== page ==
At times, your child may need extra help, especially understanding the various approaches to a problem. Children can also feel stuck, and you may hear, "I can't do it" or "It's too difficult." In these situations, share strategies like making a pros and cons list for each problem, writing down each solution, and testing it. Add creativity by asking, "What would [insert favorite cartoon character here] do if they faced the same situation?" and try to think like that character with them.
Model the skills and behavior you want children to exhibit
Your child may not always listen to what you have to say, but they are always observing and learning from your actions. Observational learning refers to learning by observing others, retaining the information, and replicating later. We see this most often in toddlers. Think of how a child imitates funny faces you make at them.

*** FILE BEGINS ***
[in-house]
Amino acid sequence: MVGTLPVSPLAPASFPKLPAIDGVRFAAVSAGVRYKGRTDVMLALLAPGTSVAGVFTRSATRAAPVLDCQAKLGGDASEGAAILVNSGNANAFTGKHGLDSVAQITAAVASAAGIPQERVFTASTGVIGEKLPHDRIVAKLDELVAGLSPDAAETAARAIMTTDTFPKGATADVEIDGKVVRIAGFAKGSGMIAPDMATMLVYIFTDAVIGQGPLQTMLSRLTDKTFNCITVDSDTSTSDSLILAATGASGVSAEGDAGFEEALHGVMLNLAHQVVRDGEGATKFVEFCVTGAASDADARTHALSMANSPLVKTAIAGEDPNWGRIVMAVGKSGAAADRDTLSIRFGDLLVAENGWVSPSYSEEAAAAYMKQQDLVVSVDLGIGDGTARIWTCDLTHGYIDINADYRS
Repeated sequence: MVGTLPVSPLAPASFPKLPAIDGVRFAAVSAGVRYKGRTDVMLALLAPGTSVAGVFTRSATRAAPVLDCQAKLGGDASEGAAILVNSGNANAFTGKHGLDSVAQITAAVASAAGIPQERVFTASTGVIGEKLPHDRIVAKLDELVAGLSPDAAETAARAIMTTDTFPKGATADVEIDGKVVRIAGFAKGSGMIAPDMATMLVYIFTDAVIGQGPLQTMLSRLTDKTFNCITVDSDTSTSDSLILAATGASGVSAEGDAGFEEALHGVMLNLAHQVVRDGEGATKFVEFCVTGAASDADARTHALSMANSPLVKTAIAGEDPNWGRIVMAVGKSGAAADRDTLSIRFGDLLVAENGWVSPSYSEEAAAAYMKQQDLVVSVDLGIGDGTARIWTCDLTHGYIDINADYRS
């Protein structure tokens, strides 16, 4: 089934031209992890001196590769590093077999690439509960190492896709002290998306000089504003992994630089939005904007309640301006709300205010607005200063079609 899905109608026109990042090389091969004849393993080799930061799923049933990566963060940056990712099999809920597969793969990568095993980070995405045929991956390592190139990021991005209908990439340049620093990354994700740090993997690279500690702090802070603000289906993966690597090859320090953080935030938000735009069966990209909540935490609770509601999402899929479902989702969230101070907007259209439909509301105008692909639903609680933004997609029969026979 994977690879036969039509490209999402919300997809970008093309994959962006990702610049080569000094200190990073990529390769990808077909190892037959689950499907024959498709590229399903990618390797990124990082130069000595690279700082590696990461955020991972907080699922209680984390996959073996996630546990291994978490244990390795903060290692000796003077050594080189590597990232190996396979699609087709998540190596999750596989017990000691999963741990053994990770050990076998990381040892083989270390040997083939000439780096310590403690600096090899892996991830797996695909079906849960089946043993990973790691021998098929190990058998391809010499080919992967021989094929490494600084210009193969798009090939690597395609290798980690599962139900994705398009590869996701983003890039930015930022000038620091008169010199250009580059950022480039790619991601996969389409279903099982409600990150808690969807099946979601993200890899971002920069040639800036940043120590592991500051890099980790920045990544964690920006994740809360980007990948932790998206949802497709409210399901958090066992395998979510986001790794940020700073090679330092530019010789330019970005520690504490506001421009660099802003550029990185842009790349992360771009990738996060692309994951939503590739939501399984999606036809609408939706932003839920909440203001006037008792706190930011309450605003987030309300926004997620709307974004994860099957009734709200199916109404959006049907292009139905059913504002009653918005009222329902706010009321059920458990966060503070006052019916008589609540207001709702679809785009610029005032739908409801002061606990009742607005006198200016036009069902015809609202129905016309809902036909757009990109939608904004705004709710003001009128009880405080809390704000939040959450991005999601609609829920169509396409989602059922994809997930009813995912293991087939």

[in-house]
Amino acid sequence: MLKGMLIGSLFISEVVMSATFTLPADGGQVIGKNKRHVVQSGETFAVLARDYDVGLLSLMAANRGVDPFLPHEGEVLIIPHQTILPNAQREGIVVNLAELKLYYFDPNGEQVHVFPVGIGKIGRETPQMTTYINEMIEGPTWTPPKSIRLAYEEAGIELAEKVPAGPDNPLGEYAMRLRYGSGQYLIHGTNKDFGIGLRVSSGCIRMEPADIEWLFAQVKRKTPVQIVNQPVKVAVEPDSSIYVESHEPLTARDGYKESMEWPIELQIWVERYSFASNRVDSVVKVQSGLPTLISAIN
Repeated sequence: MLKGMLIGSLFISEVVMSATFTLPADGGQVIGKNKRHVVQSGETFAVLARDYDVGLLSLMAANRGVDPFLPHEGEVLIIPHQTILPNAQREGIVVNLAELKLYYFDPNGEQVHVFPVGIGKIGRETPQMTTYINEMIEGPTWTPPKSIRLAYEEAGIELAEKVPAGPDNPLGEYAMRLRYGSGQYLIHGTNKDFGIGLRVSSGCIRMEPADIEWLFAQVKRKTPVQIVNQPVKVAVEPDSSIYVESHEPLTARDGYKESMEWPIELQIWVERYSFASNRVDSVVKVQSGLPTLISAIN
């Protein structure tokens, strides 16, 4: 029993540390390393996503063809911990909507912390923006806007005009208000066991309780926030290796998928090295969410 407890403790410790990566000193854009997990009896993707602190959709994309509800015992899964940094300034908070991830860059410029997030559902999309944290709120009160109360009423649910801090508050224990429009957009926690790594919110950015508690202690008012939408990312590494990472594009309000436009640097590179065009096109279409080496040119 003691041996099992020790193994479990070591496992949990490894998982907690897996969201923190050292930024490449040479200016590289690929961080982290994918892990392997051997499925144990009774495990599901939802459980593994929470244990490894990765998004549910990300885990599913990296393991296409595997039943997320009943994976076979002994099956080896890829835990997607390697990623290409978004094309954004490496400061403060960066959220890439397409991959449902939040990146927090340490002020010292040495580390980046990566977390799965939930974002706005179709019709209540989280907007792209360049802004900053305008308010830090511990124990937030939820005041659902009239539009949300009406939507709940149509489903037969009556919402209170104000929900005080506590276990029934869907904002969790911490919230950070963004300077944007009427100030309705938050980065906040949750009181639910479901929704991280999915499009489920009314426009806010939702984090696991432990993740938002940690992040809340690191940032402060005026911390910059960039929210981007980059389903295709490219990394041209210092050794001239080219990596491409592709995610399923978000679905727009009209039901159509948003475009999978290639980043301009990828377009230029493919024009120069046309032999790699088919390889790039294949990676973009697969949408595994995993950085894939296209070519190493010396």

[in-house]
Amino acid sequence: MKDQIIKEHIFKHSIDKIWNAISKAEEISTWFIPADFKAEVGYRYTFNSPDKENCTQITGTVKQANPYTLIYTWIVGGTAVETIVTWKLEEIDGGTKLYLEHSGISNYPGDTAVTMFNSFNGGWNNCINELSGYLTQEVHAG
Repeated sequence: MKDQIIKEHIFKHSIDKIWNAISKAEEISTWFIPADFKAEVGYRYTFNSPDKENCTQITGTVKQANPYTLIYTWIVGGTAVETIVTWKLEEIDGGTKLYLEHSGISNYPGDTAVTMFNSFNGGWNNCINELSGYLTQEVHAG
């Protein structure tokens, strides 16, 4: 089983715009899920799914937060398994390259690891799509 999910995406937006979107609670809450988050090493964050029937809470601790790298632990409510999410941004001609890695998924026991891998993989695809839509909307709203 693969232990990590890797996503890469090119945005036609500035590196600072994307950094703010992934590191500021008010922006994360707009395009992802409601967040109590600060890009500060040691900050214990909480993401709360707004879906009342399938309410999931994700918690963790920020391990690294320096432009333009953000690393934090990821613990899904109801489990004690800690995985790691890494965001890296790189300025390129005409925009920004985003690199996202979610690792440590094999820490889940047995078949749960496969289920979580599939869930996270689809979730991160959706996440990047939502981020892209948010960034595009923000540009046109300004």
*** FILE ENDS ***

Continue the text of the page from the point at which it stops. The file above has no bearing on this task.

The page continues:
Take advantage of your difficult moments to help children learn how to navigate big feelings. When traffic is making you late, and you want to rage, breathe. Tell your child what you are doing and why. "This traffic has me so mad; I'm going to take some deep breaths to help me calm down." When you don't get the promotion, talk about it. "I was hoping to work in that different position, but I can work towards the next opportunity. I'm going to feel sad for a while, though, and that's okay." In the words of Susan Stiffelman, psychotherapist and author, "Let your kids see you struggle, how you handle it, how you get through it, how you rest, or how you ask for help."
Our popular Circle of Control poster can help your children overcome disappointments and frustrations and focus on the problem-solving instead. It helps children understand putting their energy into things they can control will help them arrive at solutions more effectively.